Terrific performances and an outrageously funny script add up to some very good reasons to catch Underdog Theatre Company’s production of Douglas Carter Beane’s The Little Dog Laughed despite minuses in design and staging.
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A young Irish immigrant adjusts to life in contemporary New York City in Ronan Noone’s Brendan, one of the best—and most entertaining and emotionally resonant—plays I’ve seen this past year, now getting an absolutely superb intimate West Coast Premiere at Theatre Banshee.
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Glendale Centre Theatre proves that you don’t need a cast of dozens and a seven-figure budget to bring John Buchan’s The 39 Steps to life, despite a plot that takes hero-on-the-run Richard Hannay on an adventure from London to Edinburgh to the Scottish moors and back (during which he crosses paths with a hundred fifty characters or so). All you need are four crackerjack actors, an inventive design team, a tireless stage crew, and directorial whiz Todd Nielsen on hand to bring Buchan’s classic spy novel to vibrant, hilarious life.
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He was a 35-year-old physician when the Khmer Rouge took control of Cambodia, and barely escaped the holocaust that took the lives of more than a quarter of his countrymen. He was a refugee-turned-movie actor, winning an Oscar for his film—and acting—debut as real-life Cambodian journalist Dith Pran. He was a humanitarian who worked to rebuild his shattered country. And after surviving the killing fields, he met his death in the streets of Los Angeles, murdered by members of a predominantly Cambodian street gang.

This was the life—and death—of Dr. Haing S. Ngor, explored by playwright Henry Ong in the powerful Sweet Karma, now getting an exquisitely designed, imaginatively directed, and beautifully acted West Coast Premiere at the Grove Theatre Center.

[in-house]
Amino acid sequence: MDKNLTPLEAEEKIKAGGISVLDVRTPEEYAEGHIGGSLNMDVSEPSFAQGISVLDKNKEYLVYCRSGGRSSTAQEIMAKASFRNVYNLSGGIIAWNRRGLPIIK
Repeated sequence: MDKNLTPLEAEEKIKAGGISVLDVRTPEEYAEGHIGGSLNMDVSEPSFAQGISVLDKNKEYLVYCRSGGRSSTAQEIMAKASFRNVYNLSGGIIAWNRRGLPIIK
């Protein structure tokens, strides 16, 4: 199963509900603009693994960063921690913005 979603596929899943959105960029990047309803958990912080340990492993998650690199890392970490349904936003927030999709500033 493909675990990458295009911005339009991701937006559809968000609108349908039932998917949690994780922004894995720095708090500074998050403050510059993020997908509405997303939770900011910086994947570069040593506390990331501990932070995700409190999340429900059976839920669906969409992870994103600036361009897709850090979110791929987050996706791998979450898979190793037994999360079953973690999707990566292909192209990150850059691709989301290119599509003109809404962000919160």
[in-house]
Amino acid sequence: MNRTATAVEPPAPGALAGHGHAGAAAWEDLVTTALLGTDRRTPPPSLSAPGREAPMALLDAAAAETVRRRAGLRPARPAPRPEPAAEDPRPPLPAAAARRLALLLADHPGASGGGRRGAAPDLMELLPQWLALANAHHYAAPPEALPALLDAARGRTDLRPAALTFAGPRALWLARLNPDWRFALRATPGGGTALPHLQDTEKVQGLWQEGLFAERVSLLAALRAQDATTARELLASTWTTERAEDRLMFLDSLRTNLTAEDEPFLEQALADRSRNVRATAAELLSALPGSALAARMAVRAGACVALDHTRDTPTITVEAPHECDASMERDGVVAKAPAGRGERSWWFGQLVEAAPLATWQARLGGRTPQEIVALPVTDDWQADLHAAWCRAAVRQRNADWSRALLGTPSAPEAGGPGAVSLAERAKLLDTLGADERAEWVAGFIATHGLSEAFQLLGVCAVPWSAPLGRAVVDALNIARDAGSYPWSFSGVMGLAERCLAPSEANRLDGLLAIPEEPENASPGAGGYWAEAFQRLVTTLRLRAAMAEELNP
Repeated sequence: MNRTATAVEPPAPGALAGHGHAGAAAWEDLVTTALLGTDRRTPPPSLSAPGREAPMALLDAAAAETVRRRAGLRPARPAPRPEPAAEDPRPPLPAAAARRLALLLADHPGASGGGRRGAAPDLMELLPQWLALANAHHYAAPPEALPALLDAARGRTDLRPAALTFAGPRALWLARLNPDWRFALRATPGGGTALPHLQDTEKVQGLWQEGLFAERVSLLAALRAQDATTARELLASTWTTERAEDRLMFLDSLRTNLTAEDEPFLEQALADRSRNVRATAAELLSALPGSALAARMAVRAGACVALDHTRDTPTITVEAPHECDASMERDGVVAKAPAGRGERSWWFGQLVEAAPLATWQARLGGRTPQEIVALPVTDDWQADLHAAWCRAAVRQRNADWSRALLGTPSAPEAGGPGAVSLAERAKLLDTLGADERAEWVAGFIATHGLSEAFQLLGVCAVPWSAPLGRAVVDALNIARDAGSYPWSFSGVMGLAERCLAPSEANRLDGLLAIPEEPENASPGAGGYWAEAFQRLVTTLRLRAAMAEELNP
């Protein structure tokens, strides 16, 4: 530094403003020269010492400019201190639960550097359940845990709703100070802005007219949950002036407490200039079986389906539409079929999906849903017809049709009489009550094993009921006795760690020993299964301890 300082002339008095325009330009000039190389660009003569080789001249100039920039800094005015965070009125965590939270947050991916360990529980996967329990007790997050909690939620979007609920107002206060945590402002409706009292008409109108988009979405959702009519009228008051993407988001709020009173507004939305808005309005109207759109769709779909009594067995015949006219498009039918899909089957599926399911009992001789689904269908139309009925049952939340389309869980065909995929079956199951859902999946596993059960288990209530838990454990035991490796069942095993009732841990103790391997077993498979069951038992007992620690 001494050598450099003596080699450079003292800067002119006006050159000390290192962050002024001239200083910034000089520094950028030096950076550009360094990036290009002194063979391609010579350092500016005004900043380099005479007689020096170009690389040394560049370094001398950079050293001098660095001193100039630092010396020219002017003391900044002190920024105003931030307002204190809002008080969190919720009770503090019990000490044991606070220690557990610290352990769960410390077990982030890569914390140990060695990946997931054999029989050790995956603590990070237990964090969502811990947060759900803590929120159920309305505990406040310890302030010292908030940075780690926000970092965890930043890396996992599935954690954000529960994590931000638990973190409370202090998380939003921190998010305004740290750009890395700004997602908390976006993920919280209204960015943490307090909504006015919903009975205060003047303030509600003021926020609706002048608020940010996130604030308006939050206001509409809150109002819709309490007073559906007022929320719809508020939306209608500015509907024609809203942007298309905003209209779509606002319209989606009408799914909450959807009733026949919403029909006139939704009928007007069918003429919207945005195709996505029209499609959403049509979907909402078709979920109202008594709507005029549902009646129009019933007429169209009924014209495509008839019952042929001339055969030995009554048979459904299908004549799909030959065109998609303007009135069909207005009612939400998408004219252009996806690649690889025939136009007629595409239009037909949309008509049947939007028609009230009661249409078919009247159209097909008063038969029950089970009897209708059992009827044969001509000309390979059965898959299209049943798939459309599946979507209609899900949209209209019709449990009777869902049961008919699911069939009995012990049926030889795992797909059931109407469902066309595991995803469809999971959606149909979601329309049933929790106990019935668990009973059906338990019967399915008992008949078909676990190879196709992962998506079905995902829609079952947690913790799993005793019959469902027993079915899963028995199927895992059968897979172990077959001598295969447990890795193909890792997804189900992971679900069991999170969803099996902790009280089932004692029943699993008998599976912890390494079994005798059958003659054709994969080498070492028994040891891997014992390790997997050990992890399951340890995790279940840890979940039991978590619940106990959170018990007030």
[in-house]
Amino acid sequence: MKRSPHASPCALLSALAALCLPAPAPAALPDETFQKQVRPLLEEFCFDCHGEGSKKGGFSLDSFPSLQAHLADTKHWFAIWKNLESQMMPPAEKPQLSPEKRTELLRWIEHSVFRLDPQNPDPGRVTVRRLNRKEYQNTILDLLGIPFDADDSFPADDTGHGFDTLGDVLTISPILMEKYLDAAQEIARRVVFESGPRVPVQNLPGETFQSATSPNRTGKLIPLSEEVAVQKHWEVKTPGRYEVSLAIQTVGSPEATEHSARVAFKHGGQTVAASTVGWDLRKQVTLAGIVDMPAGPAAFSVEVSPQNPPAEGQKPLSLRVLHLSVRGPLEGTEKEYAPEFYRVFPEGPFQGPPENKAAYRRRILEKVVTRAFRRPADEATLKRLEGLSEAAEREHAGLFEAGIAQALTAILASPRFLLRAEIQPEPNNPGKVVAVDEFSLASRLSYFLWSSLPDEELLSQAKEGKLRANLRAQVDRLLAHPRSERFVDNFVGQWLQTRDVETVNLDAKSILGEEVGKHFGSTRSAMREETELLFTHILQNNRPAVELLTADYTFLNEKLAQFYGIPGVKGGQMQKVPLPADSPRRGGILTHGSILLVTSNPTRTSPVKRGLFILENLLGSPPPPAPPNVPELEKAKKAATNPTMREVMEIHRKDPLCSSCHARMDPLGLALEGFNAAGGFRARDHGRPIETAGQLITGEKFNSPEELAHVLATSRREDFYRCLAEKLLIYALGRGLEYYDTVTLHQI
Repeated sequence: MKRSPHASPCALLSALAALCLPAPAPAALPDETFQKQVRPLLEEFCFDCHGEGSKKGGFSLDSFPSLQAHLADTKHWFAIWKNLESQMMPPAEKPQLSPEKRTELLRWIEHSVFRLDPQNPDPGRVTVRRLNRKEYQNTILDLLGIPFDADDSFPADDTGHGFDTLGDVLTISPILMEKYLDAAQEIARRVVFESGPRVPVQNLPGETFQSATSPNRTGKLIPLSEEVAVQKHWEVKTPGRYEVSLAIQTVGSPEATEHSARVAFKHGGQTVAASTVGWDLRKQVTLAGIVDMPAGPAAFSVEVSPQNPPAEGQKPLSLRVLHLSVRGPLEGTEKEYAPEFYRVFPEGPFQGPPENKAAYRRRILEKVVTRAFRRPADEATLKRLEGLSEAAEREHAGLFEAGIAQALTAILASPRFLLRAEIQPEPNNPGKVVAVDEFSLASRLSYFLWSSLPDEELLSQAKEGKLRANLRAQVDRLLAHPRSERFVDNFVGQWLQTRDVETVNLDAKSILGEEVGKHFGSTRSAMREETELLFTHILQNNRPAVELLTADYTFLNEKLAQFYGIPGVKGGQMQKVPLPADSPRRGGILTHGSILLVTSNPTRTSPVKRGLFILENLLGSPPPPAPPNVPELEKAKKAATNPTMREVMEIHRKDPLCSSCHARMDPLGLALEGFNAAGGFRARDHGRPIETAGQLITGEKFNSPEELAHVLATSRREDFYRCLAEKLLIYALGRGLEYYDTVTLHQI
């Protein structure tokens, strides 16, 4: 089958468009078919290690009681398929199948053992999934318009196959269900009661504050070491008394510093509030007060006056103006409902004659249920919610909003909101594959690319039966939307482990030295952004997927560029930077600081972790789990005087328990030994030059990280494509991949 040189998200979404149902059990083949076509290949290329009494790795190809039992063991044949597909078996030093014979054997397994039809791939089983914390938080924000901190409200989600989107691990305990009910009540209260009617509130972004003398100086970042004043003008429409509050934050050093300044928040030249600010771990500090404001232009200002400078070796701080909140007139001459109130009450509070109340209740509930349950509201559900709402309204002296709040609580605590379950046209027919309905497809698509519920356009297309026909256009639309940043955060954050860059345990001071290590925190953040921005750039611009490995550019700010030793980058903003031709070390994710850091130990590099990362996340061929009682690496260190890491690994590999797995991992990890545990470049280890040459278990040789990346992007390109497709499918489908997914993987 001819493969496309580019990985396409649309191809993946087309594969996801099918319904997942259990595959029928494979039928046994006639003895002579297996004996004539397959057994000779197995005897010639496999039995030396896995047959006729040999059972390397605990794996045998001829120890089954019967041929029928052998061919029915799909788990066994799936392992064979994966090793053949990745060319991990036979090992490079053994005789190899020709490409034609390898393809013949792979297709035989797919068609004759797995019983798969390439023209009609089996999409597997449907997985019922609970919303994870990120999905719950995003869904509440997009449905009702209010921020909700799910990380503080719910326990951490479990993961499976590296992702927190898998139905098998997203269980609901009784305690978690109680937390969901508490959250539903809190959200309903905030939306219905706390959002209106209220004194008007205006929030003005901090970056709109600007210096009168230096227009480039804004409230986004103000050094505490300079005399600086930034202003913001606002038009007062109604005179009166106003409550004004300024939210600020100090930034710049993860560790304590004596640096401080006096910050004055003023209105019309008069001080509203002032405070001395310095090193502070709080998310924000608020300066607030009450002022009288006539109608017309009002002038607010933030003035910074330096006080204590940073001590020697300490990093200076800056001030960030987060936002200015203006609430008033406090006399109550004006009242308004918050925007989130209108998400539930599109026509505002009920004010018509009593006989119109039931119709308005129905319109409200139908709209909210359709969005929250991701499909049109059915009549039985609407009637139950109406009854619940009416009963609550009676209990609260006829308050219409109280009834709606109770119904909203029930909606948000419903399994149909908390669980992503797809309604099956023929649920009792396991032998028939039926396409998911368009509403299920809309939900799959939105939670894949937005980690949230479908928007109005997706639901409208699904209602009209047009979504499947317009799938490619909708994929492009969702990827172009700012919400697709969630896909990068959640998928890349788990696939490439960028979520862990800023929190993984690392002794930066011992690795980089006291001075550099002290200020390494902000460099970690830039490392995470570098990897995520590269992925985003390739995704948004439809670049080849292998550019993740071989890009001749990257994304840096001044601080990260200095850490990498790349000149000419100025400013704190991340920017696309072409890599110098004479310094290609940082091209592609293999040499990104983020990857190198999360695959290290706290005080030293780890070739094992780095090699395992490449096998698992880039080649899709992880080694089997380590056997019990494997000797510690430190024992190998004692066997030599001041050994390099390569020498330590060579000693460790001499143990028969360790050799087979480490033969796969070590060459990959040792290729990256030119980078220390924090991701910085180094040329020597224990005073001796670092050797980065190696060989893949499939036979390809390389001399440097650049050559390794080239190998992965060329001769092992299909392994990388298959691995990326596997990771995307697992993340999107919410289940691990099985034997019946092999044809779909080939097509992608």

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Musical theater lovers who might have wondered just how revolutionary Oklahoma! was when it redefined the Broadway musical in 1944 got a tangy taste of what came before it at Monday night’s terrifically entertaining Musical Theatre Guild concert staged reading of George and Ira Gershwin’s Girl Crazy.

Fully integrated songs and dances? No way. Lyrics that advanced the plot? Forget it. Serious subject matter? You must be kidding! And as for 21st Century political correctness, there was no such thing back in 1930 when Jews, Mexicans, Gypsies, Asians, Gays, Women, you name it, were deemed joke-worthy.
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“If we offend, it is with our good will, that you should think, we come not to offend, but with good will.”

The prologue is straight out of Shakespeare, but after that, you know you’re in Troubies Land as the strains of “Ah, ha, ha, ha, stayin’ alive, stayin’ alive. Ah, ha, ha, ha, stayin’ alive” fill the Falcon Theatre … and the Troubadour Theater Company’s latest crowd-pleaser A Midsummer Saturday Night’s Fever Dream is off and running.
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Director-choreographer Valerie Rachelle makes a stellar Glendale Centre Theatre debut with as fine an in-the-round production of the legendary Rodgers & Hammerstein classic South Pacific as you will likely ever see, one that strips away the cobwebs to reveal just why the legendary team’s third Broadway smash remains one of the greatest musicals ever.
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The brief but artistically blessed life of legendary Broadway lyricist Lorenz Hart now serves as the inspiration for Falling For Make Believe, a Colony Theatre World Premiere musical that entertains, elucidates, and ends up this spring’s most unexpected treat.
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